Janani Hariharan, left, and Xieyue Xiao help attendees play a game based on microbe characteristics at the USA Science and Engineering Festival.

Materials, microbiomes displayed at D.C. STEM event

Ana Maria Porras with microbe models she crocheted, including staphylococcus, cyanobacteria, and anammox.

Scientists from the Cornell Center for Materials Research (CCMR), School of Integrative Plant Science (SIPS), the Cornell NanoScale Facility (CNF), the Department of Microbiology and the Meinig School of Biomedical Engineering represented Cornell at the annual USA Science and Engineering Festival in Washington, D.C., April 7-8.

The festival, which attracts more than 350,000 people each year, features speakers and activities designed to spark interest in STEM (science, technology, engineering, math) fields such as aviation, chemistry, natural science, sustainability and computer science.

CCMR’s display focused on teaching festival-goers about polymers. Mark Walsh, an extension support specialist with CCMR, said that as a National Science Foundation grant recipient, part of CCMR’s mission is STEM education and outreach.

“This year we are talking to kids about polymers and demonstrating the science by making Silly Putty,” he said. “We’re also giving it a twist by providing participants the option to make the Silly Putty glow in the dark, and talk about the chemistry behind making materials fluoresce.”

Walsh was joined by Aran Hubbell, Bryce Lipinski and Lilliana Morris, Cornell doctoral students in chemistry and chemical biology. For Hubbell and Morris, participating in the festival gave them the opportunity to pass on a passion for science.

“The best part of the weekend was seeing the kids’ faces light up while learning about polymers and fluorescence,” Hubbell said. “Hopefully, we are inspiring the next generation of polymer chemists.”

“There were two moments that stood out to me,” Morris said “The first was with a toddler who wasn’t old enough yet to talk, but had a look of pure joy when he played with Silly Putty for the first time. The second was when I told an older kid who stopped by our booth that I got to study polymers all the time, and he said, ‘You can do that?’ I like doing outreach because it lets me show kids and parents how cool, accessible and not scary science can be.”

CNF participated as part of the National Nanotechnology Coordinated Infrastructure, a network of 16 university nanotechnology facilities. CNF was represented by Lynn Rathbun and Beth Rhoades, who used video microscopes for the students to explore the "microworld" at 50x magnification and distributed thousands of copies of Nanooze, CNF's science magazine for kids.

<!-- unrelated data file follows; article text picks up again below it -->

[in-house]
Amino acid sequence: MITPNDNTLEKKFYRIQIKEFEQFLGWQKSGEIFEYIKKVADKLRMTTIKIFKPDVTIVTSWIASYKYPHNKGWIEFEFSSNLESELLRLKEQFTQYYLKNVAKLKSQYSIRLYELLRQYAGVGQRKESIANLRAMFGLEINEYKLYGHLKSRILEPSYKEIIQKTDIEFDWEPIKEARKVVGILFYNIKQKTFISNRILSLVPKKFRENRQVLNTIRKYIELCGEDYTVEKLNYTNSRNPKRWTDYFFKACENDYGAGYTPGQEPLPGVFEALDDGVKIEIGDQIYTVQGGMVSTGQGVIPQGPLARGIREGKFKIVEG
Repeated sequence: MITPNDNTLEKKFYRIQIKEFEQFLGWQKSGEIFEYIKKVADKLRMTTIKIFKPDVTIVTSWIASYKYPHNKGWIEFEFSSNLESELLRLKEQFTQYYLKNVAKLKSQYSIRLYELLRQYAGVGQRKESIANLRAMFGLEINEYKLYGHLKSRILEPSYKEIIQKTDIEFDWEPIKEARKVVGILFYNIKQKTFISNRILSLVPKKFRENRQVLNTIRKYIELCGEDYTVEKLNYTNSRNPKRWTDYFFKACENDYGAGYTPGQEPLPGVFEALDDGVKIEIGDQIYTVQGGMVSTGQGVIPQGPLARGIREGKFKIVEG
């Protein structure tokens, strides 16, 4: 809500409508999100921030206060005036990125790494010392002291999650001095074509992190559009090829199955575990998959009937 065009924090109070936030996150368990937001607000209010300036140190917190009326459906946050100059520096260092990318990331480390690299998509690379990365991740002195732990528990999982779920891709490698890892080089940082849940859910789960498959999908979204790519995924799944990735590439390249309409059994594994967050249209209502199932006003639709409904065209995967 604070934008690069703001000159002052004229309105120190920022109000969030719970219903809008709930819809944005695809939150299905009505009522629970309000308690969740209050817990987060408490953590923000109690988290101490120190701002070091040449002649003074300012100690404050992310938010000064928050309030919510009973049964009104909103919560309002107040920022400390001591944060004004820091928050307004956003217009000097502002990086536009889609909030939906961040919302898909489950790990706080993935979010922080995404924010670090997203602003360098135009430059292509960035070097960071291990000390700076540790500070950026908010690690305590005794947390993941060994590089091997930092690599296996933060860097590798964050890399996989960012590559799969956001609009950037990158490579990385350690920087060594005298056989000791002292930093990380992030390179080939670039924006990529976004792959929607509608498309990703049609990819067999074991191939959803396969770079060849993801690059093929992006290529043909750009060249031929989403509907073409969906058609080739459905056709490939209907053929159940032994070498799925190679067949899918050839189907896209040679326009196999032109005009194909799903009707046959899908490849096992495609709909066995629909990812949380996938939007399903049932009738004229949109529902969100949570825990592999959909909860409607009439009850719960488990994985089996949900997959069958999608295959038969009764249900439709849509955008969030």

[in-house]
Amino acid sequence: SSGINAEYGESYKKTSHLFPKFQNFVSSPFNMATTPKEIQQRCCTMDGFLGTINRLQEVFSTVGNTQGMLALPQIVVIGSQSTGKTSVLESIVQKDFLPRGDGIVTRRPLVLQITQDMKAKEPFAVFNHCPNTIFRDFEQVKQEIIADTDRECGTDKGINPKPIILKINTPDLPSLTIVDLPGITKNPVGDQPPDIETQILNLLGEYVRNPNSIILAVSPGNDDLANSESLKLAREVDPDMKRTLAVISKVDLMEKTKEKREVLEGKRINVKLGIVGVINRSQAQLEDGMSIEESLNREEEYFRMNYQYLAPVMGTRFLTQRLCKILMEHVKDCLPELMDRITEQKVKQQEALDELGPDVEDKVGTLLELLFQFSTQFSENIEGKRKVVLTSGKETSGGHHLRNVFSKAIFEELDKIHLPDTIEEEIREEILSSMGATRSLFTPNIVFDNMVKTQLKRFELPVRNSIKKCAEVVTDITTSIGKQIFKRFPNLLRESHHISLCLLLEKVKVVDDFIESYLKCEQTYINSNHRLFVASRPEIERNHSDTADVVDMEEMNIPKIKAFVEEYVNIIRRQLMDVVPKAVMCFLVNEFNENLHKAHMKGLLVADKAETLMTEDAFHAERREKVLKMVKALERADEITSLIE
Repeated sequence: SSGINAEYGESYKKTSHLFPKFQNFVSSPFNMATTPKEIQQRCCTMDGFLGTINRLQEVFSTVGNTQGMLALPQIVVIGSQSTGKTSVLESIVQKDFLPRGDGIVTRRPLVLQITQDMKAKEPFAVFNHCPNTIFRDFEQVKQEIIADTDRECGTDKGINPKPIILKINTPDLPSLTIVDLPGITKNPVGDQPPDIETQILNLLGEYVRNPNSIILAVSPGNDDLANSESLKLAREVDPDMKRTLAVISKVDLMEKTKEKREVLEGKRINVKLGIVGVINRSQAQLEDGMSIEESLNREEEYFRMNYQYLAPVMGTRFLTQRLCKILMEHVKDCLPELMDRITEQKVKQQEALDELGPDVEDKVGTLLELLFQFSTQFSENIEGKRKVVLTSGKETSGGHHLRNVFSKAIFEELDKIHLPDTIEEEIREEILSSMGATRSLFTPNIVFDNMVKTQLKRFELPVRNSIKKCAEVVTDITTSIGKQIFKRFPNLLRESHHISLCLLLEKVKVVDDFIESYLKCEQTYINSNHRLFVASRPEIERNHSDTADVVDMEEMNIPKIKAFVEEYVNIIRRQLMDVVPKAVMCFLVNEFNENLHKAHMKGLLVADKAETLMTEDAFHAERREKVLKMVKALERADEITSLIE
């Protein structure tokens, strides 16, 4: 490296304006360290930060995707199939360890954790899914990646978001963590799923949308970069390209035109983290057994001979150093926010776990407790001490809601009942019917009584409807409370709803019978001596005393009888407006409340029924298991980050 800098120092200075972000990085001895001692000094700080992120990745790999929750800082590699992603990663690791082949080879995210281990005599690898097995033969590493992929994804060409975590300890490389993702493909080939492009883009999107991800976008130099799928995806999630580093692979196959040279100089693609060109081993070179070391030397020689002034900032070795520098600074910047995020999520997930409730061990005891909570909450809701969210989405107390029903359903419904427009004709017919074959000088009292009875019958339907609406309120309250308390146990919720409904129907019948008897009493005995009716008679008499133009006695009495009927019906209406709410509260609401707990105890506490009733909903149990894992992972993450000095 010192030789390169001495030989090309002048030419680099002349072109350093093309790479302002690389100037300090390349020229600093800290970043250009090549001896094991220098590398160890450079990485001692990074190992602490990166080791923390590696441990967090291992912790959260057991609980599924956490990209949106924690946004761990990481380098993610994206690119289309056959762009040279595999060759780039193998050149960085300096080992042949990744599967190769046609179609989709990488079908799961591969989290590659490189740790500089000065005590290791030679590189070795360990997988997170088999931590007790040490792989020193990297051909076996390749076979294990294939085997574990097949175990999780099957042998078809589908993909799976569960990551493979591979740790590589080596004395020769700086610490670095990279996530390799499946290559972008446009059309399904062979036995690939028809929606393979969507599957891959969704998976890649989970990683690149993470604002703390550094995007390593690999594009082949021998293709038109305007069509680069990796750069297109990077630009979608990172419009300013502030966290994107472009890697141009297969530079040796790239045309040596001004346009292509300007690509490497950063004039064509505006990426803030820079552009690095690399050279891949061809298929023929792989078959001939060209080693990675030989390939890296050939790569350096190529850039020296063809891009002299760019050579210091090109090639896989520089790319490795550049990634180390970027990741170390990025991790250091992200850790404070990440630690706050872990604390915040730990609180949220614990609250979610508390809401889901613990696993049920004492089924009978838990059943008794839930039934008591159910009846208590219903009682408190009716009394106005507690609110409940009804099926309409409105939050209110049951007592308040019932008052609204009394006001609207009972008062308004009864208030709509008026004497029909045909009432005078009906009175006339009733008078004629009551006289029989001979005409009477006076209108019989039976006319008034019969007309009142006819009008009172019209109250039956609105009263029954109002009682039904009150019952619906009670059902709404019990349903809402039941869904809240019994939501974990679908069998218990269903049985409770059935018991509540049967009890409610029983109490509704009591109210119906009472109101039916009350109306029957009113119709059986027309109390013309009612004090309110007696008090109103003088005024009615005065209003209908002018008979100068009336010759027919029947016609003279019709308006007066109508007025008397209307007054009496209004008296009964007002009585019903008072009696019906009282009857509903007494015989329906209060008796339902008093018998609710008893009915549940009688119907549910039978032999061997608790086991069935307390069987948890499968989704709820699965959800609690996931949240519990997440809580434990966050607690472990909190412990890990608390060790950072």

Daniel Buckley, professor of microbial ecology and genomics in SIPS, led a team of 10 Cornell researchers in developing a display highlighting the importance of the microbial world. The display, Microbiome Science @ Cornell University, allowed attendees to learn about microbes, view microorganisms through a microscope and play a game with the objective of guessing where various microbes live in the world – such as in water, air or in our gut.

“The Microbiome Science @ Cornell outreach project originated through work with the National Science Foundation,” Buckley said. “We wanted to expand outreach that we’ve been doing to educate high school students about microbes, and participating in the USA Science and Engineering Festival is an impactful way to use the resources we’ve already developed to reach a wider and more diverse range of people.”

Lilli Morris and Bryce Lipinski help attendees make Silly Putty.

Also participating in the display were Tory Hendry, assistant professor of microbiology; postdoctoral associates Lydia Baker, Ana Maria Porras, Mel Smee and Roli Wilhelm; and doctoral students Samuel Barnett, Janani Hariharan, Cassi Wattenburger and Xieyue Xiao.

Porras said teaching young children about microbes for the first time was the most rewarding part of the experience.

“Being here is exciting,” Porras said. “Some of the smaller kids don’t know what microbes are and it is exhilarating to be here as they’re looking at microbes for the first time under the microscope.”

“One of the things we hear from parents at our booth is, ‘See, this is why you need to wash your hands,’ and that gives us an opportunity to say that actually most microbes are good. … and the world can’t work without them,” Buckley said.

Cornell groups at the festival reported more than 5,000 participants in total over the weekend, allowing scientists to meet and interact with students from across the country of all ages and experience. As Buckley noted, “Being here in D.C. gives us the opportunity to engage with diverse groups of people who are all science cheerleaders – ranging from little kids to school groups to educators.”

Rachel Rhodes is a public affairs and media relations specialist in Cornell’s Washington, D.C. office.

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